Dendritic cells (DCs) play an important role in the induction of the primary immune response to infection. DCs may express the tryptophan-catabolizing enzyme indolamine2,3-dioxygenase (IDO), which is an inducer of immune tolerance. Since there is evidence that chronic hepatitis C virus (HCV) infection leads to functional impairment of certain DC po...
Article
Full-text available
New drugs to treat hepatitis C are expected to be approved over the next few years which promise to cure nearly all patients. However, due to issues of expected drug resistance, suboptimal activity against diverse hepatitis C virus (HCV) genotypes and especially because of their extremely high cost, it is unlikely that these HCV drugs will substant...
Article
Full-text available
To investigate pathogenic mechanisms of primary sclerosing cholangitis (PSC), primary biliary cirrhosis (PBC), and autoimmune hepatitis (AIH), serum levels of 26 chemokines and cytokines were determined and compared with patients with chronic hepatitis C or in healthy controls. The chemokine eotaxin-3 (E3; CCL26), which recruits eosinophils to site...
Article
Full-text available
Mixed cryoglobulinemia is the most common extrahepatic disease manifestation of chronic hepatitis C virus (HCV) infection, where immunoglobulins precipitate at low temperatures and cause symptoms such as vasculitis, glomerulonephritis and arthralgia. HCV-associated cryoglobulinemia is also strongly linked with the development of B cell non-Hodgkin...
Article
Primary sclerosing cholangitis (PSC), primary biliary cirrhosis (PBC), and autoimmune hepatitis (AIH) are chronic inflammatory liver diseases with a combined prevalence of up to 1/1000. The overall prognosis is poor partly due to the lack of early-stage diagnosis, which places them among the most common indications for liver transplantation (PSC al...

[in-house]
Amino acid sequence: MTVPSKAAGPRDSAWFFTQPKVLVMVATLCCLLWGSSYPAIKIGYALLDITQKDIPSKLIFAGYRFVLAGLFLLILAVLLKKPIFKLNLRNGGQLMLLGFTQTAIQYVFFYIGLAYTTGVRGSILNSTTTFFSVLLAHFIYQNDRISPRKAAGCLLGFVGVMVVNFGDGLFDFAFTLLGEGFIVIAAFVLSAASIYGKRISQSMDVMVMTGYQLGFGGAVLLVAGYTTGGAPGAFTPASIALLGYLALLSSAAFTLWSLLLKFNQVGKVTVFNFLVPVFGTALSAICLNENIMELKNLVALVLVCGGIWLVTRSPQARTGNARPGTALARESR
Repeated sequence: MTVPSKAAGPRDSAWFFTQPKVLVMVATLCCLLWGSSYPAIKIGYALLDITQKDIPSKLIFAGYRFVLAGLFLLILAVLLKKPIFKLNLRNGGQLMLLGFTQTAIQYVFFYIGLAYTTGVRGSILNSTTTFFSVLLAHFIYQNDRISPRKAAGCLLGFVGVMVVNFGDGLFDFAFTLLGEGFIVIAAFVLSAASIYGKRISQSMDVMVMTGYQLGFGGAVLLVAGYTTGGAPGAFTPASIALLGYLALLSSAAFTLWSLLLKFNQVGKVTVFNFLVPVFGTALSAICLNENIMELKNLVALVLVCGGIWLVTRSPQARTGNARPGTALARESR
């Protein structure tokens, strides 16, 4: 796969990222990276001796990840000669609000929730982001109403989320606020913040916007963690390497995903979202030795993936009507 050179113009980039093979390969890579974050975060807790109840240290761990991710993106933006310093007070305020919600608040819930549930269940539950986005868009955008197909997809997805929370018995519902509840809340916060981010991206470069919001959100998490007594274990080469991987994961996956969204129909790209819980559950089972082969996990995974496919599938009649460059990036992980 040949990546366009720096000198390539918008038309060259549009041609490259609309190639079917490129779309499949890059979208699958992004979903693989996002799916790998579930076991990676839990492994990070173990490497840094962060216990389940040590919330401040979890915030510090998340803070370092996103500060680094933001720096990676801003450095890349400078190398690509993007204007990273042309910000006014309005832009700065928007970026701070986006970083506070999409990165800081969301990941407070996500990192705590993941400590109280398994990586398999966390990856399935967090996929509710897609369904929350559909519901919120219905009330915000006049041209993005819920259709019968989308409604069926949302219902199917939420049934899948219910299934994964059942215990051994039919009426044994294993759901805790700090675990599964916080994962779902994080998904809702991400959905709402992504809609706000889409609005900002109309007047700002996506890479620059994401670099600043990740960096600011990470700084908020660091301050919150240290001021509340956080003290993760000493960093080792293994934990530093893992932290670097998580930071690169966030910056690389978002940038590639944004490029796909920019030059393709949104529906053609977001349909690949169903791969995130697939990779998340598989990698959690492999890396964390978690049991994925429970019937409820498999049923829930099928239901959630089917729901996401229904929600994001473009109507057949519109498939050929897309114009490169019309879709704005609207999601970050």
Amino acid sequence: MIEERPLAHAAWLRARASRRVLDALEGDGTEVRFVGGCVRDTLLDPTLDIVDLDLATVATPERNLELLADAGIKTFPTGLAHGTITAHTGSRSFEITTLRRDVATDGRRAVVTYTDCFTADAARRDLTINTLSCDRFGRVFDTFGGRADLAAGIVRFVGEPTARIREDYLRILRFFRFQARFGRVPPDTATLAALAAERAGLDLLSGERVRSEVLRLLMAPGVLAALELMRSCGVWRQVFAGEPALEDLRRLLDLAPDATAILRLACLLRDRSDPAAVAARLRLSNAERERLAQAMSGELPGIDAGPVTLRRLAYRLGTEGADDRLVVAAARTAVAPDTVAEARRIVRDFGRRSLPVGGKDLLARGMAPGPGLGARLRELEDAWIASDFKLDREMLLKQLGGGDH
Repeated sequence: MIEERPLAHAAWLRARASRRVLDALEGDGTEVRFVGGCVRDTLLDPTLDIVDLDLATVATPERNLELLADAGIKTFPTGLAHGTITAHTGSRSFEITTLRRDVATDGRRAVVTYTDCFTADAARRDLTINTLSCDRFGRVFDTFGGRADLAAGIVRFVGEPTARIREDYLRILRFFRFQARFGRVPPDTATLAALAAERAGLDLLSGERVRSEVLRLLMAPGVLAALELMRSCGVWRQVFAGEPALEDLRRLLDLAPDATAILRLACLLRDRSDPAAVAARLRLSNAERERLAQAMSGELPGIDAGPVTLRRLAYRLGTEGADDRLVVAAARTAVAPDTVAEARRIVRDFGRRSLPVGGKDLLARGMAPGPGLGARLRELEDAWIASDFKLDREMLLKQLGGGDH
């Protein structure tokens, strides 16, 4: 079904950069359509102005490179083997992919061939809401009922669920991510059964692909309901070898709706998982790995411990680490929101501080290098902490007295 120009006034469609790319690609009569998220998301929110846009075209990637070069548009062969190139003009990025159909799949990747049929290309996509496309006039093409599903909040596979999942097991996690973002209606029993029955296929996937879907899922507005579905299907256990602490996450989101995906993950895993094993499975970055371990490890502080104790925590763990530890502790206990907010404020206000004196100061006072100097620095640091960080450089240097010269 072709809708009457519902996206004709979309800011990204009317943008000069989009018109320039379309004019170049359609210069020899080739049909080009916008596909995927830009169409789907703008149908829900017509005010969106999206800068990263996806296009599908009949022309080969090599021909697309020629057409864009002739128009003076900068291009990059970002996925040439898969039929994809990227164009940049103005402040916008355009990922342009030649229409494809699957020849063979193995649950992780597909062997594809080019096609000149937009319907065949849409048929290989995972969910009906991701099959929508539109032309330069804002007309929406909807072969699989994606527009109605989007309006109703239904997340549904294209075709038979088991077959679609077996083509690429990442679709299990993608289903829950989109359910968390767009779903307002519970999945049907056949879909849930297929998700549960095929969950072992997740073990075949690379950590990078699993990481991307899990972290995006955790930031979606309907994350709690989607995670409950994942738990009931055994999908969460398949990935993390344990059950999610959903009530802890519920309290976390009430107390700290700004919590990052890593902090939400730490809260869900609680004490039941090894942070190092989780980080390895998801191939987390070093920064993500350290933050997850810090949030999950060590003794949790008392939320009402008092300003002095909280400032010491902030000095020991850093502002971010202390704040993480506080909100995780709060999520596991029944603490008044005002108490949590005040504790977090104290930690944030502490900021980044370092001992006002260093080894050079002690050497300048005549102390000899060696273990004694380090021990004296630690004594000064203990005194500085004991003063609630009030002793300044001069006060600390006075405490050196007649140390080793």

Article
Full-text available
The gammaretroviruses xenotropic murine leukemia virus (MLV)-related virus (XMRV) and MLV have been reported to be more prevalent in plasma and peripheral blood mononuclear cells of chronic fatigue syndrome (CFS) patients than in healthy controls. Here, we report the complex analysis of whole blood and plasma samples from 58 CFS patients and 57 con...
Article
Hepatitis C virus (HCV) causes a chronic liver infection, which may result in cirrhosis and hepatocellular carcinoma. Impairment of the maturation process in dendritic cells (DCs) may be one of the mechanisms responsible for immune evasion of HCV. The core and NS3 proteins are among the most conserved HCV proteins and play a key role in viral clear...
Article
Dendritic cells (DCs) play a crucial role in the initiation of an immune response. As maturation is critical for effective antigen presentation, different methods have been used to generate mature DCs (mDCs) ex vivo. The use of a maturation cocktail (MC) consisting of IL-1β, IL-6, TNF-α, and prostaglandin E2 (PGE2) initially showed promising result...
Article
The need to enhance the immunogenicity of purified subunit antigens and modulate resulting immune responses has prompted the development of new adjuvants. Here, the ability of CpG oligodeoxynucleotides (ODN), a bovine host defence peptide indolicidin, and polyphosphazene to synergistically combine and enhance innate and adaptive immune responses wa...
Article
Full-text available
At present, infections with bovine viral diarrhea virus (BVDV) type 2 occur nearly as frequently as those with BVDV type 1, so development of vaccines that protect cattle from both type 1 and type 2 BVDV has become critical. In this study, we compared various DNA prime-protein boost vaccination strategies to protect cattle from challenge with BVDV-...
Article
Full-text available
Dendritic cells (DCs) are bone marrow-originated, professional antigen-capturing cells and APCs, which can function as vaccine carriers. Although efficient transfection of human DCs has been achieved with viral vectors, viral gene products may influence cellular functions. In contrast, nonviral methods have generally resulted in inefficient gene tr...
Article
Objective: Evaluation of ELISA test using A60 antigen of mycobacteria in rapid diagnosis of tuberculosis in early stage. Study: A cross sectional descriptive study Place and duration of study: TB Reference Centre, PHLS, and Department of Microbiology, Ahvaz, Iran, from January 2000 to December 2001. Patients and Methods: A total of 180 sera were ex...

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Projects (8)